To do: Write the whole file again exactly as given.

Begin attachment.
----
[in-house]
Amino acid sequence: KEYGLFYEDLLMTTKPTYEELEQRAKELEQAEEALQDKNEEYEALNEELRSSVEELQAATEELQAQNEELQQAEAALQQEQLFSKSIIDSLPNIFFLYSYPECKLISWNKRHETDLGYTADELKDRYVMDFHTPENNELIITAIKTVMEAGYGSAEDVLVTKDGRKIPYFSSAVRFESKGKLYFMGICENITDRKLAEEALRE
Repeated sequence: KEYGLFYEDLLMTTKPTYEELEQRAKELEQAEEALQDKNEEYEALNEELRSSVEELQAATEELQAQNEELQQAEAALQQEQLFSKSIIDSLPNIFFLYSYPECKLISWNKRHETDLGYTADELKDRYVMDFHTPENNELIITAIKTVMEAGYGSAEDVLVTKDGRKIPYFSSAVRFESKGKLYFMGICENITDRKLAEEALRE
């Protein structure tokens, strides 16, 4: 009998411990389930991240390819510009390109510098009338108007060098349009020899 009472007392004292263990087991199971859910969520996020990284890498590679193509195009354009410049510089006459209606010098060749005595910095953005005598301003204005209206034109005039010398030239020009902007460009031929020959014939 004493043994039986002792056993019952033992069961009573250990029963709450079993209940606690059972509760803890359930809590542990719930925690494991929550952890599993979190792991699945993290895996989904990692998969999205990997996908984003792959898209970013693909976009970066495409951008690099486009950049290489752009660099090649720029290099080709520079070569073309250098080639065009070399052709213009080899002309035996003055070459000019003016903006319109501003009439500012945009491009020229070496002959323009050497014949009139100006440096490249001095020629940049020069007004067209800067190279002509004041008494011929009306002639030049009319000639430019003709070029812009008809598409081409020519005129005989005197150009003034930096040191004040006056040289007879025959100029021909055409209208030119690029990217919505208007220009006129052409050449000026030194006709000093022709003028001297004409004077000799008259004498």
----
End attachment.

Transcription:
[in-house]
Amino acid sequence: KEYGLFYEDLLMTTKPTYEELEQRAKELEQAEEALQDKNEEYEALNEELRSSVEELQAATEELQAQNEELQQAEAALQQEQLFSKSIIDSLPNIFFLYSYPECKLISWNKRHETDLGYTADELKDRYVMDFHTPENNELIITAIKTVMEAGYGSAEDVLVTKDGRKIPYFSSAVRFESKGKLYFMGICENITDRKLAEEALRE
Repeated sequence: KEYGLFYEDLLMTTKPTYEELEQRAKELEQAEEALQDKNEEYEALNEELRSSVEELQAATEELQAQNEELQQAEAALQQEQLFSKSIIDSLPNIFFLYSYPECKLISWNKRHETDLGYTADELKDRYVMDFHTPENNELIITAIKTVMEAGYGSAEDVLVTKDGRKIPYFSSAVRFESKGKLYFMGICENITDRKLAEEALRE
């Protein structure tokens, strides 16, 4: 009998411990389930991240390819510009390109510098009338108007060098349009020899 009472007392004292263990087991199971859910969520996020990284890498590679193509195009354009410049510089006459209606010098060749005595910095953005005598301003204005209206034109005039010398030239020009902007460009031929020959014939 004493043994039986002792056993019952033992069961009573250990029963709450079993209940606690059972509760803890359930809590542990719930925690494991929550952890599993979190792991699945993290895996989904990692998969999205990997996908984003792959898209970013693909976009970066495409951008690099486009950049290489752009660099090649720029290099080709520079070569073309250098080639065009070399052709213009080899002309035996003055070459000019003016903006319109501003009439500012945009491009020229070496002959323009050497014949009139100006440096490249001095020629940049020069007004067209800067190279002509004041008494011929009306002639030049009319000639430019003709070029812009008809598409081409020519005129005989005197150009003034930096040191004040006056040289007879025959100029021909055409209208030119690029990217919505208007220009006129052409050449000026030194006709000093022709003028001297004409004077000799008259004498």